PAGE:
Posts Tagged: Cost Estimates



Is Public Transportation 340% More Expensive Than It Needs To Be?

Why is the Koblenz system so cheap compared to public installations?

Cable Propelled Transit systems could prove a boon to public transportation scholars and researchers because the technology’s curious history could open up the ‘black box’ of public transportation funding in the developed world and throw into question our entire model of how we build things that move other things.

Because cable has a long history of being utilized in a variety of other installations, we have an excellent model of how much these systems should – and do – cost. Problem is, this model seems to increasingly run up against the cost estimates prepared by government agencies.

If history is any predictor of the future, then a cable system built in an english-speaking country for the primary purpose of public transportation is likely to cost 300 – 400% more than an equivalent system built for recreational purposes. That’s concerning because whether for recreational or public transportation purposes, both systems are essentially doing the same thing – moving people from Point A to Point B.

Now let’s not make any mistake here: Of course a system built by a public agency for public transportation purposes will be more costly than those built by the private sector for recreational purposes. But should the gulf between these two purposes be so wide?

Consider the Koblenz Rheinseilbahn: It was built for ~$20m USD. It’s state-of-the-art 3S technology and is just under 1 km in length.

Now compare that to the Burnaby Mountain gondola which is estimated to cost $120m CAD (note: at time of writing, USD and CAD were basically equivalent). Now the Burnaby system is 2.7 km long. That additional length should add no more than ~$15m USD to the line costs for the system.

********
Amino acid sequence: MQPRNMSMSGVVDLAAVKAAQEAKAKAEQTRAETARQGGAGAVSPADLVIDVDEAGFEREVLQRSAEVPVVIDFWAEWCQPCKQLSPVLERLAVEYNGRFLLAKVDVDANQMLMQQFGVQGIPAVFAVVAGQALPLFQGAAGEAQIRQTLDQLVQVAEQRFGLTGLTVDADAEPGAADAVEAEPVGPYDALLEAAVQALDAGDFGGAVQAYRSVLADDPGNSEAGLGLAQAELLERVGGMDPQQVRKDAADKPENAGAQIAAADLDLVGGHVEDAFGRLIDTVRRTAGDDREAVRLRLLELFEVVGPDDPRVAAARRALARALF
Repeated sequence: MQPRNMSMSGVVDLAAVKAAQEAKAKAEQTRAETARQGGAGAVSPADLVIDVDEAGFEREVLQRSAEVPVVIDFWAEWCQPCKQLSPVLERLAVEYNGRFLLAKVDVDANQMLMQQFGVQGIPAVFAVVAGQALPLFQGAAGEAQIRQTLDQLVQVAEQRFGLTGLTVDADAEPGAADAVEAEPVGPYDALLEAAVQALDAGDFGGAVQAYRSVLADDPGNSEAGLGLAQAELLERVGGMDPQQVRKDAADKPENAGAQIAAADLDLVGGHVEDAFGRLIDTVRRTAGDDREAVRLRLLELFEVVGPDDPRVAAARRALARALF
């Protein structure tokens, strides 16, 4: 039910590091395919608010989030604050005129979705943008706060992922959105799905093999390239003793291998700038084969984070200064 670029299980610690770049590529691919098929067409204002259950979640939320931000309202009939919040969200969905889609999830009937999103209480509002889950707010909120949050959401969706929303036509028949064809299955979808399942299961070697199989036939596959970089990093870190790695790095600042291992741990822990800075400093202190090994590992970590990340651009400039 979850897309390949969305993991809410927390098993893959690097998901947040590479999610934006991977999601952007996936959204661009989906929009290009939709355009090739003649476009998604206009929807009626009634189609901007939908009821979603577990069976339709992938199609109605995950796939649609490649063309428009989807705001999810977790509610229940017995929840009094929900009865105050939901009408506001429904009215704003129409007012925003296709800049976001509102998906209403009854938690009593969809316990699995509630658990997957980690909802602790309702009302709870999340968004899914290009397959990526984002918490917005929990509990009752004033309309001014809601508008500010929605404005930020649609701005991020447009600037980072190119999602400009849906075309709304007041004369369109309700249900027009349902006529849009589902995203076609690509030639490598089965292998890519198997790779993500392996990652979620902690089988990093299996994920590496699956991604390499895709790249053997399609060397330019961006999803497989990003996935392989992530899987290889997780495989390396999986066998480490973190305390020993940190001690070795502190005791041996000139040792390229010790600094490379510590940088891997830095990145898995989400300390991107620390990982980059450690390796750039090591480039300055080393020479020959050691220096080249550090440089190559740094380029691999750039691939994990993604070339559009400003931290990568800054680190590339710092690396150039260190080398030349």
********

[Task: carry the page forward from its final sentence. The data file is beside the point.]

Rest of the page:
Assuming an alternate universe where the Koblenz Rheinseilbah was the same length as the Burnaby Mountain gondola, the total cost of this alternate reality Rheinseilbahn would therefore be ~$35m USD. That means that the public sector Burnaby gondola is 342% more expensive than the private sector Koblenz gondola.

Granted, there are a few caveats to this analysis which are important:

  • Government is always more expensive than the private sector.
  • The Koblenz Rheinseilbahn doesn’t have any of the air rights or privacy challenges that the Burnaby Mountain gondola has to wrestle with.
  • We have little understanding of the funding mechanism used in Koblenz. It’s possible the system was built at or below cost in exchange for a cut of the gate – a situation that would be all but impossible to replicate in Burnaby.

Nevertheless, a 342% premium is startling. And we don’t have anywhere near enough information to understand why that premium exists.

This isn’t an argument against the Burnaby Mountain gondola. Let me repeat that: This isn’t an argument against the Burnaby Mountain gondola. It is instead a concern about how we build transit in a western, developed city.

After all, we’ve seen equivalent situations with the Portland Aerial Tram, London Cable Car and Oakland Airport Connector. All display similar price points that are simply out of line with what we know and understand about cable technology.

This suggests a problem that is not specific to Burnaby but is systemic to our public transportation model. Either we’re paying a price that’s 3 times higher than is necessary or we could be building 3 times as much transit for the same amount of money. Either situation is unsustainable and should be subject to intense public scrutiny as it undermines our ability to quickly and cost-effectively build transit.

Maybe after we look a bit closer, we’ll conclude that’s just the way the system is. But if so, then shouldn’t we at least be asking why that is?

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